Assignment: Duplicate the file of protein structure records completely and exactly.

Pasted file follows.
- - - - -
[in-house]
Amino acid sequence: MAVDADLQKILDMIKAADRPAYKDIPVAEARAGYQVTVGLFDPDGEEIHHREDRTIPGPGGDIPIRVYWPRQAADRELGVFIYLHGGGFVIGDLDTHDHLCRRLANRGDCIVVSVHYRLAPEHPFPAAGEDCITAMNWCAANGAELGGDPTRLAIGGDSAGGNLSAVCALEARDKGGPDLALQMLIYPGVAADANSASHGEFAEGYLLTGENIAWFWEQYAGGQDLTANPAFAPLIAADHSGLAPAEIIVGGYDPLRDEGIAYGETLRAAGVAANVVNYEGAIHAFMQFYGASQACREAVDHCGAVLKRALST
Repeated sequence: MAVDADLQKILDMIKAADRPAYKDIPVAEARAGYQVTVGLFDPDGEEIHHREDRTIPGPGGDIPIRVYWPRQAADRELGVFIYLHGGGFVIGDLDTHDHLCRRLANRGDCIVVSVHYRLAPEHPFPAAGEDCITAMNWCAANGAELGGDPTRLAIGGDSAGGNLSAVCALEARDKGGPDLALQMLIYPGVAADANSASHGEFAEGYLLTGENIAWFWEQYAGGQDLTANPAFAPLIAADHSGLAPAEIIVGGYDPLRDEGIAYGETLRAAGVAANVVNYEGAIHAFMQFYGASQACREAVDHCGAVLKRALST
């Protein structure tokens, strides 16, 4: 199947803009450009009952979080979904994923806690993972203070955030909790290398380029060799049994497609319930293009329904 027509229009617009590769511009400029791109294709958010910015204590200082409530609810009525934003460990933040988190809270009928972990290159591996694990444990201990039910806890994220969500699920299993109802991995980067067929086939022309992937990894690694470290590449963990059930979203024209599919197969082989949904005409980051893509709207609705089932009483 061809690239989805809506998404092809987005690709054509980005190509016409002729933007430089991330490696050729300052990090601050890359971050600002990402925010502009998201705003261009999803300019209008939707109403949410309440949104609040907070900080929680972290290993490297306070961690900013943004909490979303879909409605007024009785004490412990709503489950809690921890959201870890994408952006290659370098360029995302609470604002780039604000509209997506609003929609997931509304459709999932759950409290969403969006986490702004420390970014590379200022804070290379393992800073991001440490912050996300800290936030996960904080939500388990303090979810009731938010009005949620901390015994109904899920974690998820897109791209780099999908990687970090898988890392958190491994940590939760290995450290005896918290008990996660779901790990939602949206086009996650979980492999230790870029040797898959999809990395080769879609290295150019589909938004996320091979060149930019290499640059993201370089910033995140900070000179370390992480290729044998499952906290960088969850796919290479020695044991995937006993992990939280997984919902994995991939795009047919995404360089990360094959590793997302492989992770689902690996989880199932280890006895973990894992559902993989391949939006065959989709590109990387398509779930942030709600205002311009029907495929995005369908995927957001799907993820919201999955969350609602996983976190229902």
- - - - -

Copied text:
[in-house]
Amino acid sequence: MAVDADLQKILDMIKAADRPAYKDIPVAEARAGYQVTVGLFDPDGEEIHHREDRTIPGPGGDIPIRVYWPRQAADRELGVFIYLHGGGFVIGDLDTHDHLCRRLANRGDCIVVSVHYRLAPEHPFPAAGEDCITAMNWCAANGAELGGDPTRLAIGGDSAGGNLSAVCALEARDKGGPDLALQMLIYPGVAADANSASHGEFAEGYLLTGENIAWFWEQYAGGQDLTANPAFAPLIAADHSGLAPAEIIVGGYDPLRDEGIAYGETLRAAGVAANVVNYEGAIHAFMQFYGASQACREAVDHCGAVLKRALST
Repeated sequence: MAVDADLQKILDMIKAADRPAYKDIPVAEARAGYQVTVGLFDPDGEEIHHREDRTIPGPGGDIPIRVYWPRQAADRELGVFIYLHGGGFVIGDLDTHDHLCRRLANRGDCIVVSVHYRLAPEHPFPAAGEDCITAMNWCAANGAELGGDPTRLAIGGDSAGGNLSAVCALEARDKGGPDLALQMLIYPGVAADANSASHGEFAEGYLLTGENIAWFWEQYAGGQDLTANPAFAPLIAADHSGLAPAEIIVGGYDPLRDEGIAYGETLRAAGVAANVVNYEGAIHAFMQFYGASQACREAVDHCGAVLKRALST
């Protein structure tokens, strides 16, 4: 199947803009450009009952979080979904994923806690993972203070955030909790290398380029060799049994497609319930293009329904 027509229009617009590769511009400029791109294709958010910015204590200082409530609810009525934003460990933040988190809270009928972990290159591996694990444990201990039910806890994220969500699920299993109802991995980067067929086939022309992937990894690694470290590449963990059930979203024209599919197969082989949904005409980051893509709207609705089932009483 061809690239989805809506998404092809987005690709054509980005190509016409002729933007430089991330490696050729300052990090601050890359971050600002990402925010502009998201705003261009999803300019209008939707109403949410309440949104609040907070900080929680972290290993490297306070961690900013943004909490979303879909409605007024009785004490412990709503489950809690921890959201870890994408952006290659370098360029995302609470604002780039604000509209997506609003929609997931509304459709999932759950409290969403969006986490702004420390970014590379200022804070290379393992800073991001440490912050996300800290936030996960904080939500388990303090979810009731938010009005949620901390015994109904899920974690998820897109791209780099999908990687970090898988890392958190491994940590939760290995450290005896918290008990996660779901790990939602949206086009996650979980492999230790870029040797898959999809990395080769879609290295150019589909938004996320091979060149930019290499640059993201370089910033995140900070000179370390992480290729044998499952906290960088969850796919290479020695044991995937006993992990939280997984919902994995991939795009047919995404360089990360094959590793997302492989992770689902690996989880199932280890006895973990894992559902993989391949939006065959989709590109990387398509779930942030709600205002311009029907495929995005369908995927957001799907993820919201999955969350609602996983976190229902």